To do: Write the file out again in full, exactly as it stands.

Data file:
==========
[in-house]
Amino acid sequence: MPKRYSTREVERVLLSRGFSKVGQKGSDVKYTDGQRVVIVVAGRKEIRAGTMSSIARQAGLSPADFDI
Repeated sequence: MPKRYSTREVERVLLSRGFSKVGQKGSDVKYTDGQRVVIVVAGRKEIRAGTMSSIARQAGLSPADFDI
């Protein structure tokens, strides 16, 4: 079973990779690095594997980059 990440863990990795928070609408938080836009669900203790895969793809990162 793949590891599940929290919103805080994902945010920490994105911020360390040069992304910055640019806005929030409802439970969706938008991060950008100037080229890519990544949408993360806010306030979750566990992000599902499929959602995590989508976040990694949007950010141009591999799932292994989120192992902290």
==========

[in-house]
Amino acid sequence: MPKRYSTREVERVLLSRGFSKVGQKGSDVKYTDGQRVVIVVAGRKEIRAGTMSSIARQAGLSPADFDI
Repeated sequence: MPKRYSTREVERVLLSRGFSKVGQKGSDVKYTDGQRVVIVVAGRKEIRAGTMSSIARQAGLSPADFDI
């Protein structure tokens, strides 16, 4: 079973990779690095594997980059 990440863990990795928070609408938080836009669900203790895969793809990162 793949590891599940929290919103805080994902945010920490994105911020360390040069992304910055640019806005929030409802439970969706938008991060950008100037080229890519990544949408993360806010306030979750566990992000599902499929959602995590989508976040990694949007950010141009591999799932292994989120192992902290």